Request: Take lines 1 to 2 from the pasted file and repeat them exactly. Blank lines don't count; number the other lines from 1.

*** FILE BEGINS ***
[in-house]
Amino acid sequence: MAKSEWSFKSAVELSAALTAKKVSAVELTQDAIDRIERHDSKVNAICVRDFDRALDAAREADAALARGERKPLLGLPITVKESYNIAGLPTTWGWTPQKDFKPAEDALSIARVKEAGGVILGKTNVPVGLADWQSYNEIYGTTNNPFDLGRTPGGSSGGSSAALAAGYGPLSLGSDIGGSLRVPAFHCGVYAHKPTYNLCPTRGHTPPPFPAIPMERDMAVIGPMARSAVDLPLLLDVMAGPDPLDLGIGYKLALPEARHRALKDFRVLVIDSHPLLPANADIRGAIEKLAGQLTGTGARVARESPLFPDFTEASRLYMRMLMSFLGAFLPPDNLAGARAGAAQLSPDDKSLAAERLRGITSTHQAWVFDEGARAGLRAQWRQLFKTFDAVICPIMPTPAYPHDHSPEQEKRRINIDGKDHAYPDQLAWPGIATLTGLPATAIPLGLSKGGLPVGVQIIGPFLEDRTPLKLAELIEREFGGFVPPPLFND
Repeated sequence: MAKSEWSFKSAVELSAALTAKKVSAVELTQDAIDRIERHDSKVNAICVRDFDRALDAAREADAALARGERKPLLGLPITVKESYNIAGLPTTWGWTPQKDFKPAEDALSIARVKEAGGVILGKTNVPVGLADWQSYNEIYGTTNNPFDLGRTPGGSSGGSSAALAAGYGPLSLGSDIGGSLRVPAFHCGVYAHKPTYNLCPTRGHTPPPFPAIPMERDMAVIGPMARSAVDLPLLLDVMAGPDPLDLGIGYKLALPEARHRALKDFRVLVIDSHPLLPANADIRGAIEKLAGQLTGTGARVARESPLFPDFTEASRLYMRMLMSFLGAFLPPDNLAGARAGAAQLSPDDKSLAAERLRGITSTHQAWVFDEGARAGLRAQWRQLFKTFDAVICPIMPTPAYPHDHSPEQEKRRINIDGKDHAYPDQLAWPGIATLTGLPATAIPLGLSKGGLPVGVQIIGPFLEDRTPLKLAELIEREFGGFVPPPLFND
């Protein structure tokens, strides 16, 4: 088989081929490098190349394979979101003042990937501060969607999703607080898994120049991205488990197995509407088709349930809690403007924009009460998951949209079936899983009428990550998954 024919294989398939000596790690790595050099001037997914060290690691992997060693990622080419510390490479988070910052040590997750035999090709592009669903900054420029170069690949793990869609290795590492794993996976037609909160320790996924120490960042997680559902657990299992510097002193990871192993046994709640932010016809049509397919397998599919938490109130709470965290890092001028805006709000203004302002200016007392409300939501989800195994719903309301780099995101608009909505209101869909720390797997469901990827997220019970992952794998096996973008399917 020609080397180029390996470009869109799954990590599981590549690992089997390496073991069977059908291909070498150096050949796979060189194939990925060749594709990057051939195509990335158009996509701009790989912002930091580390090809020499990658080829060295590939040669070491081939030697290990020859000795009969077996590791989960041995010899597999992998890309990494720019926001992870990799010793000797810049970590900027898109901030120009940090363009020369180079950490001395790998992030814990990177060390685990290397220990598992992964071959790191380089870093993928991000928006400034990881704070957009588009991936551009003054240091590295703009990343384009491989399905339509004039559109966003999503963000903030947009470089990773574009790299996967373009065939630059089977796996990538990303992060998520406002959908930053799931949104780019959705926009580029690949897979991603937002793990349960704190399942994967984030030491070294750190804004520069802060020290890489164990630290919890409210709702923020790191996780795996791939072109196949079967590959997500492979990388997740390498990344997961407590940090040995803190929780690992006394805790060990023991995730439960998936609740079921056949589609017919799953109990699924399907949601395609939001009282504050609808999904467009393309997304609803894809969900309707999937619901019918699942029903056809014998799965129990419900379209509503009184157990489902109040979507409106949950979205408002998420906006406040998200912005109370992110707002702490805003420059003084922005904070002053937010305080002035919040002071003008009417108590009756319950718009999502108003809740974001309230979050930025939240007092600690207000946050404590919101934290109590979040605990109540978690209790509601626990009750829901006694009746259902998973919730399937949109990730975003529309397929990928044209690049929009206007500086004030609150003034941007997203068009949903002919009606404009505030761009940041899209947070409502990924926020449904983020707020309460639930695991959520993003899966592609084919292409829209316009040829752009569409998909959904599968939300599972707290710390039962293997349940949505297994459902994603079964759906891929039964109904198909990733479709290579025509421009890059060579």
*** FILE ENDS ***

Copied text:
[in-house]
Amino acid sequence: MAKSEWSFKSAVELSAALTAKKVSAVELTQDAIDRIERHDSKVNAICVRDFDRALDAAREADAALARGERKPLLGLPITVKESYNIAGLPTTWGWTPQKDFKPAEDALSIARVKEAGGVILGKTNVPVGLADWQSYNEIYGTTNNPFDLGRTPGGSSGGSSAALAAGYGPLSLGSDIGGSLRVPAFHCGVYAHKPTYNLCPTRGHTPPPFPAIPMERDMAVIGPMARSAVDLPLLLDVMAGPDPLDLGIGYKLALPEARHRALKDFRVLVIDSHPLLPANADIRGAIEKLAGQLTGTGARVARESPLFPDFTEASRLYMRMLMSFLGAFLPPDNLAGARAGAAQLSPDDKSLAAERLRGITSTHQAWVFDEGARAGLRAQWRQLFKTFDAVICPIMPTPAYPHDHSPEQEKRRINIDGKDHAYPDQLAWPGIATLTGLPATAIPLGLSKGGLPVGVQIIGPFLEDRTPLKLAELIEREFGGFVPPPLFND